Africa

Figure 2 presents the reported production, consumption and net exports rates and the corresponding NLLS best curves for AF. 

The bulk of regional production 2009 was from Nigeria (21%), Algeria (19%), Angola (18%) and Libya (17%).  Current political events in Libya will undoubtedly decrease the Libyan production dramatically for at least the next few years.  The three largest consumers were Egypt (23%), South Africa (17%) and Algeria (11%).



Production rates in AF follow three distinct trends which I modeled using three separate Hubbert equation fits to 1965-82, 1983-2002 and 2003-2009.   Similar to ME, consumption rates in the AF are well modeled using a single Hubbert equation fit to the entire 1965-2009 time span

The best fit parameters of Qo, Q∞ and the rate constant "a" are summarized in Table 2 below:


Table 2 summary of best fit parameter for production and consumption for AF


Qo (bbs)
Q∞ (bbs)
a (yr-1)
Production 1965-82
6.5
54
0.17
Production 1983-2002
28
155
0.074
Production 2003-2009
18
66
0.23
Consumption 1965-2009
4
74
0.059


For production, the best fit parameters are consistent with a rapid stage of annual production increasing at 17 percent per year from 1965-1982 and then a slower stage of production increasing at 7.4 percent per year for 1983-2002, and, the most recent stage of extremely rapid production increasing at 23 percent per year since 2003.  The Hubbert equation best fit suggests that production rates peaked in about 2007 and then will be in rapid decline if the 2003-2009 production rate trend  continues.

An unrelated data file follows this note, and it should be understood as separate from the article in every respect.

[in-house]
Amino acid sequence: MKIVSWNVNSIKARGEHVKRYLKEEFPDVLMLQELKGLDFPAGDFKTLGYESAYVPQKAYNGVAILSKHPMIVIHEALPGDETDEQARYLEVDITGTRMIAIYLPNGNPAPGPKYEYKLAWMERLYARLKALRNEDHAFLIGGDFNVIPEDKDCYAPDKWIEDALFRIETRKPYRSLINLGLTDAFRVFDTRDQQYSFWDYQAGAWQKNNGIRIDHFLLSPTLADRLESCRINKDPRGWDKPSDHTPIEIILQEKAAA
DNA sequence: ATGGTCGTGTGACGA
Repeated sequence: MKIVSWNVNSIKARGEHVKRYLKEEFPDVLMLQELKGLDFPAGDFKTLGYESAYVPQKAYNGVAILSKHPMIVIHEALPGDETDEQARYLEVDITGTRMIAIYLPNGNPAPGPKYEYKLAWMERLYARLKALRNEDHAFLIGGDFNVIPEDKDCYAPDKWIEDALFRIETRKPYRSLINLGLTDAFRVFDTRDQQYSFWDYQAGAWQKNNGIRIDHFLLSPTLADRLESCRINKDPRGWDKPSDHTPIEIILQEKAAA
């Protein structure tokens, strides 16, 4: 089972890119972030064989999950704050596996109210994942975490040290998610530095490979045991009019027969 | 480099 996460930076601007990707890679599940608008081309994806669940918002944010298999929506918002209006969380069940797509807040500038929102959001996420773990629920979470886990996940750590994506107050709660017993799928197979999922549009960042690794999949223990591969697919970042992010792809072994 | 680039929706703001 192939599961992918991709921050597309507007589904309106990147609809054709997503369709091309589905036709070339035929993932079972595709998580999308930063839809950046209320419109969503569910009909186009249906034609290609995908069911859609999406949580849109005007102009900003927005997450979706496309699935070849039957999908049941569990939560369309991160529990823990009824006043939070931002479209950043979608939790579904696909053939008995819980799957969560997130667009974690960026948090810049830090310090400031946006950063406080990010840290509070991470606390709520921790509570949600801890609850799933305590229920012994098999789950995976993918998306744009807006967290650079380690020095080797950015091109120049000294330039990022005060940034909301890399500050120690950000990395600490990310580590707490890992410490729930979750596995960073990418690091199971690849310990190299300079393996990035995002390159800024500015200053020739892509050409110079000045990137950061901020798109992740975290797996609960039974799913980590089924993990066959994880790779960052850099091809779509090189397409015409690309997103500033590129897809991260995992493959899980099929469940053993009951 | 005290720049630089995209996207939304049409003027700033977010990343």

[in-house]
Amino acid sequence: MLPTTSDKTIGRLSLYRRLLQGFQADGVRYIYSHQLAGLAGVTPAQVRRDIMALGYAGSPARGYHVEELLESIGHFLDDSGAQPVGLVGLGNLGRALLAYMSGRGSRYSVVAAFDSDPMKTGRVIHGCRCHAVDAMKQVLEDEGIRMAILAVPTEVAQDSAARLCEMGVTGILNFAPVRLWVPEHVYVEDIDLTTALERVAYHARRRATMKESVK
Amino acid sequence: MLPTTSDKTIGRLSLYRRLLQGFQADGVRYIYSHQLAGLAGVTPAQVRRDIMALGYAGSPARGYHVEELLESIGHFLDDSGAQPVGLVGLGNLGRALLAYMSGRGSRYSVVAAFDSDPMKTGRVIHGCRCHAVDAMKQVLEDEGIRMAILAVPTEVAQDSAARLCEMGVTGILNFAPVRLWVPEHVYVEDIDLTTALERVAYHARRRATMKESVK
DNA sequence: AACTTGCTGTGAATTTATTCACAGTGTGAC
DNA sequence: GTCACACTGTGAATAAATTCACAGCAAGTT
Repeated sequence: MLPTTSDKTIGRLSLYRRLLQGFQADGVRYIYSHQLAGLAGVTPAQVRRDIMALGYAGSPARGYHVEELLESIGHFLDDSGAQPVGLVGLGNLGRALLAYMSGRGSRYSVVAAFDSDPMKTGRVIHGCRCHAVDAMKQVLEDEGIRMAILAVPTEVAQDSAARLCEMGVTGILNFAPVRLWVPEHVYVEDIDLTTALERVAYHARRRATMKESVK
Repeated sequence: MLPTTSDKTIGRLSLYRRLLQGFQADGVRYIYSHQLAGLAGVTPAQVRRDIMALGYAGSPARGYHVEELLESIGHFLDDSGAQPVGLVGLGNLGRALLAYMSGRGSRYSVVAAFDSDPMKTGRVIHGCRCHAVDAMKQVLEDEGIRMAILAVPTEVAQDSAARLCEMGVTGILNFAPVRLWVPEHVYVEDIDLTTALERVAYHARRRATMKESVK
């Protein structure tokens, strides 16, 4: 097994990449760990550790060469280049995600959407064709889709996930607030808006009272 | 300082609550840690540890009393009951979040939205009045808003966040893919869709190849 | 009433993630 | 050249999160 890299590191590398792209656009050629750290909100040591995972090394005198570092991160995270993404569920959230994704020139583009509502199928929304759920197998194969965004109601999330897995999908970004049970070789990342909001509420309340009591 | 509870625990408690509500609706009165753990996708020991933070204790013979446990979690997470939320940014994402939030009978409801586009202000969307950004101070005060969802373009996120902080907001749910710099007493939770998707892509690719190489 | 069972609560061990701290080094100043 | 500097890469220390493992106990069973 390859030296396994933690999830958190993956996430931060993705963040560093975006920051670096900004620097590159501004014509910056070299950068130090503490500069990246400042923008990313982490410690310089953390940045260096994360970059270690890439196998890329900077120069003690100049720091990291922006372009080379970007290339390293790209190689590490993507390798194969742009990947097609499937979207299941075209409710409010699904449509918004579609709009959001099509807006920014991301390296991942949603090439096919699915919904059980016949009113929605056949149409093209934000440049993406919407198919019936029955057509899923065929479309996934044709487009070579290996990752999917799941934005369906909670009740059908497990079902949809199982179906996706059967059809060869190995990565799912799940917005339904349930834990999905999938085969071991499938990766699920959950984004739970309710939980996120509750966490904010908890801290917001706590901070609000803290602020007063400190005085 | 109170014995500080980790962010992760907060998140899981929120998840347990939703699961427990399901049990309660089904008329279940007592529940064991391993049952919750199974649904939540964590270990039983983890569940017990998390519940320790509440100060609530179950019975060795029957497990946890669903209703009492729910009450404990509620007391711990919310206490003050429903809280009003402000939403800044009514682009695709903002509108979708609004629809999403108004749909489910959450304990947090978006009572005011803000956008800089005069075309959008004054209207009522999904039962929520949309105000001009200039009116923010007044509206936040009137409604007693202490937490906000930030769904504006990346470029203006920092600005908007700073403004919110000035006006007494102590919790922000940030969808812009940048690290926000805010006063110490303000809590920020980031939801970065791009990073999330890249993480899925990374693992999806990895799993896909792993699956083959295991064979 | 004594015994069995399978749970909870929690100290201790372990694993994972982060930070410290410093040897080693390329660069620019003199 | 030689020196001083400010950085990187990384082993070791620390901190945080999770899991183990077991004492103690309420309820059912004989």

Similar to the ME, for consumption in AF, the best fit parameters are consistent with a steady 5.9 percent per year increase in consumption rates.  The Hubbert equation best fit suggests that consumption rates will not peak until about 2013.

The reported export rates follows a complex time course, reflecting the three different stages of production rate increase against that backdrop of steadily increasing consumption.  The peak in reported net exports from AF was reached in 2007 at 2.7 bbs/yr, which is well modeled (same year and amount) by the best fit export curve.

As noted above, regional net exports will rapidly decline if the recent production trend continues.  Based on the projected production and consumption trends, I estimate that net exports from the AF will reach zero by 2018. 

Asia-Pacific

Figure 3 presents the reported production, consumption and net exports rates and the corresponding NLLS best curves for AP.